Commentary: Huell Howser passing is a loss for California

Nearly 10 years ago, I was with Huell Howser as we started to enter Frank Sinatra's compound in Rancho Mirage for another of his famous "California's Gold" programs.

The compound had never allowed a camera crew to tape on property since Sinatra had sold the home a few years earlier, and it was a once-in-a-lifetime opportunity to see inside a place Ol' Blue Eyes had called home for nearly 50 years.

I had worked with Huell to get permission to do the show when I served as the tourism marketing person for the Palm Springs area, and I knew that this visit was going to be a unique event.

On the day of the taping, I stood behind his cameraman with my own video camera and asked if I could tape him taping the show since I would never likely set foot in that home again.

At that point, Huell laughed and said, "Gary, that's great, let's just do this show together then."

He immediately pulled me up in front of the camera and, while I was definitely not looking my pulled-together-for-TV best, we did the show along with an old friend of Sinatra's and the caretaker for the property.

Every year when the show airs, I get calls from people asking about the experience and asking me why I didn't think to dress better for my 15 minutes of fame. I simply tell them, Huell wanted me to look "organic," without the Hollywood sheen. This, in actuality, is partially correct.

Huell's passing is a tremendous loss for California and for those of us who considered him our friend.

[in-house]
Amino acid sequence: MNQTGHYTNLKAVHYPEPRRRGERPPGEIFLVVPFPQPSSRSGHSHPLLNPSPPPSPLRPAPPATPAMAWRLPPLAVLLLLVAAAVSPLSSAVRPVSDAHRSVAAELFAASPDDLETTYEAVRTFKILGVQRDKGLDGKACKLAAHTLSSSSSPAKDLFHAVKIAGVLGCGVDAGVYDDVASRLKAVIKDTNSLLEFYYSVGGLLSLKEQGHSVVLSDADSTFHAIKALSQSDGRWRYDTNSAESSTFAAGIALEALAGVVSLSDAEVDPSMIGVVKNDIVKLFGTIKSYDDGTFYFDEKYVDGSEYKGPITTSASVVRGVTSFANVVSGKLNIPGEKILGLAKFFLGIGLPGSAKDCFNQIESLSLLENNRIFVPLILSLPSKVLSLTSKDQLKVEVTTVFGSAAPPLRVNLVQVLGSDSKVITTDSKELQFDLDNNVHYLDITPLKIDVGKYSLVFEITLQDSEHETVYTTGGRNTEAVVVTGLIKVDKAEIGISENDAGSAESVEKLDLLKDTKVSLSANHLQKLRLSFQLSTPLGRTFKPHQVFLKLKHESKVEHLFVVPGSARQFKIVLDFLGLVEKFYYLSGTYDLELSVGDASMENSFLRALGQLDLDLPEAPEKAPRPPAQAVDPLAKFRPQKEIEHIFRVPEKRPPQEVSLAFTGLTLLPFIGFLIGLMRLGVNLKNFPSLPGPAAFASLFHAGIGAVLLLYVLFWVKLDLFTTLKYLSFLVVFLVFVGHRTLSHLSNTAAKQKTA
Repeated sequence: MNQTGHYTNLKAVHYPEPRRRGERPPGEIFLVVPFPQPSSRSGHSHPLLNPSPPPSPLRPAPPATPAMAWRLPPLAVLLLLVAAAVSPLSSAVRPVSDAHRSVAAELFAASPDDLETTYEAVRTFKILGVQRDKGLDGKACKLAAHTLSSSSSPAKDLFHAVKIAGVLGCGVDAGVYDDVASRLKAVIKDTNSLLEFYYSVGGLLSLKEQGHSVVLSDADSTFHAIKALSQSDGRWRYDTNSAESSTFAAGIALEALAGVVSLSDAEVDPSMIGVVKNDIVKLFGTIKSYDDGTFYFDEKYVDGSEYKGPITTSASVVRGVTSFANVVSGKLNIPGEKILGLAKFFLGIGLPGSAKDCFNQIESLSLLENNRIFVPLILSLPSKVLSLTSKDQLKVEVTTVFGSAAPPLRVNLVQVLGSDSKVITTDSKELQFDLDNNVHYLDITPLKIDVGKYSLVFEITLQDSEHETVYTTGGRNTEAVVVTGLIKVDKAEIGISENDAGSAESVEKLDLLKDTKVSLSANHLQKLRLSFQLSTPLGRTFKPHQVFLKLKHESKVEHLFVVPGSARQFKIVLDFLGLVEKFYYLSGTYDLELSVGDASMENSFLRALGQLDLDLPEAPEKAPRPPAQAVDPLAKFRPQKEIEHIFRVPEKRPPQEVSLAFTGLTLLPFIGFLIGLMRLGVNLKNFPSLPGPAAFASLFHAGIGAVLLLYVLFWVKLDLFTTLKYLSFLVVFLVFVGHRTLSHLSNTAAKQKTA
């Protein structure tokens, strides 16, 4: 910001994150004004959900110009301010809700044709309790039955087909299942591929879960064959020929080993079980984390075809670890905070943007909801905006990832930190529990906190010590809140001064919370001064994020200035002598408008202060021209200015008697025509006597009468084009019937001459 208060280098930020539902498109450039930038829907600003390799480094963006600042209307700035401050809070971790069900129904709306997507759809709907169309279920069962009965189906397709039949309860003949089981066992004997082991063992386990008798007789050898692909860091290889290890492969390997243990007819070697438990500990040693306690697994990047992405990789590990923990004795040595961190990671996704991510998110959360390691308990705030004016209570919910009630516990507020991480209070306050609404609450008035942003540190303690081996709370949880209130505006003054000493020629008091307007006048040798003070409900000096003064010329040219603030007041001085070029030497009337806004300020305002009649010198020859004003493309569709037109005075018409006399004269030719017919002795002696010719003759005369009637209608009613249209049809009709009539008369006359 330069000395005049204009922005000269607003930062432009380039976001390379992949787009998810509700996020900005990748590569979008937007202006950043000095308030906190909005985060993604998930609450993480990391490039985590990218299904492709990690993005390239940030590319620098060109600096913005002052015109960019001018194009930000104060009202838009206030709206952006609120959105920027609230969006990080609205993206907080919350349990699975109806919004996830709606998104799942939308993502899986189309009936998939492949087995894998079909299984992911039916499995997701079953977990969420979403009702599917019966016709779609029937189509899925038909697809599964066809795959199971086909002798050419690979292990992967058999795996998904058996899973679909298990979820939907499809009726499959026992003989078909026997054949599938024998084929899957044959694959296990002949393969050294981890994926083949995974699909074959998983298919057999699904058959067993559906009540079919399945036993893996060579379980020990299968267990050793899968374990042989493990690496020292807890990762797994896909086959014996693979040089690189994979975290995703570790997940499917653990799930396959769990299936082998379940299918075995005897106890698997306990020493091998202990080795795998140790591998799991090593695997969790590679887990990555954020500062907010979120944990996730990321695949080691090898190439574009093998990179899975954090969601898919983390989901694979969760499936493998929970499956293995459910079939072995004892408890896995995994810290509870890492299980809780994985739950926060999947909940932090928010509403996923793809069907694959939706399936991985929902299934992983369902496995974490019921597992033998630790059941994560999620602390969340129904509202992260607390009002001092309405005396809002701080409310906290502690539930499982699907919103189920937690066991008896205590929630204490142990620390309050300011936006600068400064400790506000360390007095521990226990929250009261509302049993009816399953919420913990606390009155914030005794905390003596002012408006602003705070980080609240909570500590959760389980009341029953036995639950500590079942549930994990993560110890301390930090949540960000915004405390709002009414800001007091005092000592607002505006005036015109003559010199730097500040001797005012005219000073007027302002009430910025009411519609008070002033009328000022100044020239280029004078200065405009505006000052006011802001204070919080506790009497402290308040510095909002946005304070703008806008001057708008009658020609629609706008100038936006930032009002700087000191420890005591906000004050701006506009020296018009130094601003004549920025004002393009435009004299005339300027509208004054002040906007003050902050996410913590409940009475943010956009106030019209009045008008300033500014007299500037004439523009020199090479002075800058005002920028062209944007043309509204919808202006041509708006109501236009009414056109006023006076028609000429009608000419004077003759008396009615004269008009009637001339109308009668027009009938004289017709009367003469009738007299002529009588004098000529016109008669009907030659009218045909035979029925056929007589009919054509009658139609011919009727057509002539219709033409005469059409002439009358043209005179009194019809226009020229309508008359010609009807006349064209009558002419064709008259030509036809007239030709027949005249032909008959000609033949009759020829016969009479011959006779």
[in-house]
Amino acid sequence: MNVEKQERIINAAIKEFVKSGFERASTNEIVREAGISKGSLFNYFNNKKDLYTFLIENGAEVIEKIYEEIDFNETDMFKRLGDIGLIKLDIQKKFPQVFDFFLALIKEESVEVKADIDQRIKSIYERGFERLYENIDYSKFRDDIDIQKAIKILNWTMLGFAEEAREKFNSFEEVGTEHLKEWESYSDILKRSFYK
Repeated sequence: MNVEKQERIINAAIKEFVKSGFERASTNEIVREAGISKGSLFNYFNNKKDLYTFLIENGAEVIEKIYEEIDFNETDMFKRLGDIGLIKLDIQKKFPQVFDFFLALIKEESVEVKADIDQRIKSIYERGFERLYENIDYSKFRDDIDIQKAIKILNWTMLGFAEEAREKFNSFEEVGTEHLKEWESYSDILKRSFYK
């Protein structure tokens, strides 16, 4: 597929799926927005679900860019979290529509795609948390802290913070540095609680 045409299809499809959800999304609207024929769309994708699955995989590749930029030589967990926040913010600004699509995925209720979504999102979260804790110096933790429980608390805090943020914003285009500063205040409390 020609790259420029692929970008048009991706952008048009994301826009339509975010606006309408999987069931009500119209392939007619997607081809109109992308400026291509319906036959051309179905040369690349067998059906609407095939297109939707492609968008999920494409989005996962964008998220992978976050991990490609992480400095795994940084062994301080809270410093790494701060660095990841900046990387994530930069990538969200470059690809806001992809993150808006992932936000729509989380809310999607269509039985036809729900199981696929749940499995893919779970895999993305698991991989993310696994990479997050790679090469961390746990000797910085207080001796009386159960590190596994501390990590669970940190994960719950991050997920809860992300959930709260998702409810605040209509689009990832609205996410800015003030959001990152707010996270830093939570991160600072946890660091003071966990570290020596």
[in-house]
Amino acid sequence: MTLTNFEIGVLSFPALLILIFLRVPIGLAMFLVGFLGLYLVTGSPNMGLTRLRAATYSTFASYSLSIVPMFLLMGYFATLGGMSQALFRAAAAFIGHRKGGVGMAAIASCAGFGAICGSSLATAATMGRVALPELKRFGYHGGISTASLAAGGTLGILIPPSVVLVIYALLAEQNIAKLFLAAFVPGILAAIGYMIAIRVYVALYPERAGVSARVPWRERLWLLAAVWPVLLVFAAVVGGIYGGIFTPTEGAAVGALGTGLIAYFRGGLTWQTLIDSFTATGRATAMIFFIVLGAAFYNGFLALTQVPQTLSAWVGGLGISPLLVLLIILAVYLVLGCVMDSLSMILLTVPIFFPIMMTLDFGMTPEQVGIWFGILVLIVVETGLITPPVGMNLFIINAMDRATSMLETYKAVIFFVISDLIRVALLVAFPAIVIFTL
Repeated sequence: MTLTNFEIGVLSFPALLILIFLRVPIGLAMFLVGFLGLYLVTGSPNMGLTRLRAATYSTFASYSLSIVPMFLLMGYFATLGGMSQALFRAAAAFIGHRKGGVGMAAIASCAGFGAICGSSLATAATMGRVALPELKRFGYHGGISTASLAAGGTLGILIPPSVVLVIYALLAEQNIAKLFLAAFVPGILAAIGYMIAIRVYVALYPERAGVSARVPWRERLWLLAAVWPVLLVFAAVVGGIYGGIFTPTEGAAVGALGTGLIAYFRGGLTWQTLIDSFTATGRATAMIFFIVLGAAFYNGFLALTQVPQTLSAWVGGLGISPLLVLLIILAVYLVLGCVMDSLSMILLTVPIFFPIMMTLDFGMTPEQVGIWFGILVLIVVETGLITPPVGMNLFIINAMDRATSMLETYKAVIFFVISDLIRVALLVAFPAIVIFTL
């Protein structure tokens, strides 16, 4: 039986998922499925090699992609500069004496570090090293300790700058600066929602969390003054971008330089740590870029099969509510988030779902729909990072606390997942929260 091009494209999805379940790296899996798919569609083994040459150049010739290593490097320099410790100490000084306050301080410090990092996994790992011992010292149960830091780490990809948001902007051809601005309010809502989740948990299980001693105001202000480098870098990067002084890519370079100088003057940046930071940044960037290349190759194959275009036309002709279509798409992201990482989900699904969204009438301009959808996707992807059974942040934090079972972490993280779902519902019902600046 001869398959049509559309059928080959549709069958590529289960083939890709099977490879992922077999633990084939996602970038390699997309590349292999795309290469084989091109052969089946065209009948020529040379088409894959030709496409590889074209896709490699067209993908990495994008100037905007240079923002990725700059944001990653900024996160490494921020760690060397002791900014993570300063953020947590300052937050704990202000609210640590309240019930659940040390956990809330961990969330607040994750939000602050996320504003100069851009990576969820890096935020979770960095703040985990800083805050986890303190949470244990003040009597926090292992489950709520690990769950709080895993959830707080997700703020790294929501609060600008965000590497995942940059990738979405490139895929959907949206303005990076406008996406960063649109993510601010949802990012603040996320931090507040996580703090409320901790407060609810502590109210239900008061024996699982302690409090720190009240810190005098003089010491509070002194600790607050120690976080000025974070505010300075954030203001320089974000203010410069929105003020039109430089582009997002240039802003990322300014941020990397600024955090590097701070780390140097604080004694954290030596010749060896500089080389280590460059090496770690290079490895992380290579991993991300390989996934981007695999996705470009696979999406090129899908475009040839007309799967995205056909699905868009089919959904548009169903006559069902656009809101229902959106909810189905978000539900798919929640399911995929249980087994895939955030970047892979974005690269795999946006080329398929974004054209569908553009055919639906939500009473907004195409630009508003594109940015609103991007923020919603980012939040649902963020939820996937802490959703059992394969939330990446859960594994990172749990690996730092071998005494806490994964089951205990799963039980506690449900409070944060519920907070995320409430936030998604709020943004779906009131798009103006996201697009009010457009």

Telling the story without airs and a singular focus on the story subject is what made Huell a California icon. He would bring a camera, turn it on, and whatever he discovered went on the air. No rehearsals, no retakes. What happened happened.

I worked with Huell on many stories about the Palm Springs area, and also several in Orange County. While even TV's "The Simpsons" took an affectionate mocking of him, trust me, what you saw on the air was genuine. (After "The Simpsons" episode aired, I called him and he hadn't known about it, but later requested and got a copy of his animated cartoon cell from Matt Groening).

Huell was always sincerely interested in whatever he was covering. If the story didn't have merit, he didn't do it, and no P.R. pro could change his mind.

He was a man of strong opinions, and he didn't hesitate to express them, whether it was a lack of historical preservation by a community or a disregard for the small business.

Huell considered TV a vehicle for telling good stories that people needed to know. It could have been that undiscovered gem in a remote community or that piece of history that wasn't fully appreciated by the general public. It was always about the people and story, a rarity in a business that often puts celebrity ahead of everything else.

I will miss my friend Huell. But his humanity and commitment to a better California, and all of its hidden stories, is a loss for all of us.

GARY SHERWIN is president and chief executive of Visit Newport Beach.

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